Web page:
KICKFAIR’s young people dedicated to meeting and learning together in diversity

Young people involved in KICKFAIR projects are shifting focus to the concept of shared learning, as their schools and local communities welcome diverse cultures, religions, languages, and ways of life. They are carrying out active exchanges and interactions between youth from different backgrounds (including those with and without histories of escape). They want young people to thrive in diversity and actively shape their local communities.

Shared learning is especially significant in schools, where youth who were born here or have lived here for a long time are taught separately from those who have just arrived from different countries; regular classes are separate from preparatory/welcome/ transition classes.

“There are an endless number of projects for young people in preparatory classes, but no situations where they can interact with students from regular classes,” says Fanny Soppa, the school social worker for preparatory classes at Schiller and Rauchbein Schools in Schwäbisch Gmünd. Sina, who has just fled from Iraq says, “I love KICKFAIR.”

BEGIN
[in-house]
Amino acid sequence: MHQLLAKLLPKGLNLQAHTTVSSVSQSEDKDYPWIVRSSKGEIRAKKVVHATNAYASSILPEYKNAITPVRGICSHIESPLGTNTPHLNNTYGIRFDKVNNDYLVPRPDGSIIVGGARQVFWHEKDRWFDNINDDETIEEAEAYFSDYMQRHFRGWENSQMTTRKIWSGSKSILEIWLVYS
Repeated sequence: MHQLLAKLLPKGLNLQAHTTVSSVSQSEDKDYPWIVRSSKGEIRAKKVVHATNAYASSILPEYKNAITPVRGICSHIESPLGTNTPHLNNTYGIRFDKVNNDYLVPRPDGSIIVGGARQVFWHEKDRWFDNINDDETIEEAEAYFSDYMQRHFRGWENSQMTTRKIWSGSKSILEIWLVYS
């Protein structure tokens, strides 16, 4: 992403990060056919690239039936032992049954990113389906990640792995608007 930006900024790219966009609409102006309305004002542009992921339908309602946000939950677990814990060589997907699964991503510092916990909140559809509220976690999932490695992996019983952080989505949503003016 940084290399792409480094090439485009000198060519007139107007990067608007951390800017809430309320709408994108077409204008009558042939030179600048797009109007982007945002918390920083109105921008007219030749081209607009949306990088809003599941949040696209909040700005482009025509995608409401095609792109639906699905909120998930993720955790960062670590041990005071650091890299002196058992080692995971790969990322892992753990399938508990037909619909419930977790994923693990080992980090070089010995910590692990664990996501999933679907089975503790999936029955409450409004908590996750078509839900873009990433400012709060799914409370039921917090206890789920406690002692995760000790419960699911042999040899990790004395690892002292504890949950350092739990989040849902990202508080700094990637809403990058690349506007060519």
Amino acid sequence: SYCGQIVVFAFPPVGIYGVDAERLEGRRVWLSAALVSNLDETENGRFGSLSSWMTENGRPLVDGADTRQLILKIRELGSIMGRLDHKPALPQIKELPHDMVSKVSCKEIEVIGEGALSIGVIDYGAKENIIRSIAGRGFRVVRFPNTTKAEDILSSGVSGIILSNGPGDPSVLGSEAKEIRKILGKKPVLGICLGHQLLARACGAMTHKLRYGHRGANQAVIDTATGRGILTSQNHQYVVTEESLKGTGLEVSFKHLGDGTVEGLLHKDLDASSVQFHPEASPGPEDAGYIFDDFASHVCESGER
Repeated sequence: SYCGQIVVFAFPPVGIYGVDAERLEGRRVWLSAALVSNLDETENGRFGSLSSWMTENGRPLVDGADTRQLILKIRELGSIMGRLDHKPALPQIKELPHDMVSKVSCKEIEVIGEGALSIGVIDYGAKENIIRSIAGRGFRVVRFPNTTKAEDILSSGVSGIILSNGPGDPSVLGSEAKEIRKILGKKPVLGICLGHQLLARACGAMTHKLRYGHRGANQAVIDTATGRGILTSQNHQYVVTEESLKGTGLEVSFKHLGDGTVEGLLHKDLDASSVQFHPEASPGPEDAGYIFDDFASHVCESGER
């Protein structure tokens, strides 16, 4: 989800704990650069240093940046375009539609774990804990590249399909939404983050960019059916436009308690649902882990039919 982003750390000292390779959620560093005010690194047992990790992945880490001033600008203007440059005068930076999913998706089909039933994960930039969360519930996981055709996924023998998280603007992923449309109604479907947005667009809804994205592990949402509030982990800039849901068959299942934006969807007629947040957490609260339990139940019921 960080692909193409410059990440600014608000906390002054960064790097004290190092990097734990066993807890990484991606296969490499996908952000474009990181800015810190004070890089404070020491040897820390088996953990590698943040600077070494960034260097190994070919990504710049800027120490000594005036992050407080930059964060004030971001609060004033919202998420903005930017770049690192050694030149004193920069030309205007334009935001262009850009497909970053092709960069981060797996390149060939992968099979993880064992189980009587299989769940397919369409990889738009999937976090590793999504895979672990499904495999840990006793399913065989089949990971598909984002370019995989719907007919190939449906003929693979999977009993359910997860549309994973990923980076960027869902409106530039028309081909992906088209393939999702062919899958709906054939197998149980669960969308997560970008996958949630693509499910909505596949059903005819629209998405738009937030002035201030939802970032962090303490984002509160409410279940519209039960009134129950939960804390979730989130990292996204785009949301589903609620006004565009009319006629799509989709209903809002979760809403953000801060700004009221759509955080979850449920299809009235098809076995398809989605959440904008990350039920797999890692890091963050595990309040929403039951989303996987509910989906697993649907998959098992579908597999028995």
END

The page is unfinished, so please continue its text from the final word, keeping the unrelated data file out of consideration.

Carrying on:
“You can have fun here and get to know lots of new people,” says Frauke from Schiller School in Schwäbisch Gmünd. She is one of several students pushing for more interaction between diverse groups, in schools and elsewhere. Older students like Ozan and Hamad support the concept. They are former KICKFAIR participants who are now youth leaders at project locations: “We want young people to get along here, and want those who are new to Schwäbisch Gmünd to be able to integrate well,” says Hamad, whose parents are originally from Lebanon. They organise regular street football meet-ups for young people at the youth mile.

As part of the theme weeks in Schwäbisch Gmünd in Ostfildern (near Stuttgart) in March, they opened up spaces for interaction at their schools and locations, along with other KICKFAIR participants and youth leaders. In preparation for the project, they discussed suitable methods for interacting. They used material and playful approaches that do not require specific language skills. For example, they used picture cards to present street football and KICKFAIR to different classes, using special icebreaker games that can be played without certain language skills. They also organised mini street football tournaments in which they supported participants in teams.

It is precisely these young people who contribute significantly to KICKFAIR’s overall impact—they are dedicated to shaping diversity in their community.

Learn more about the theme weeks on Facebook.

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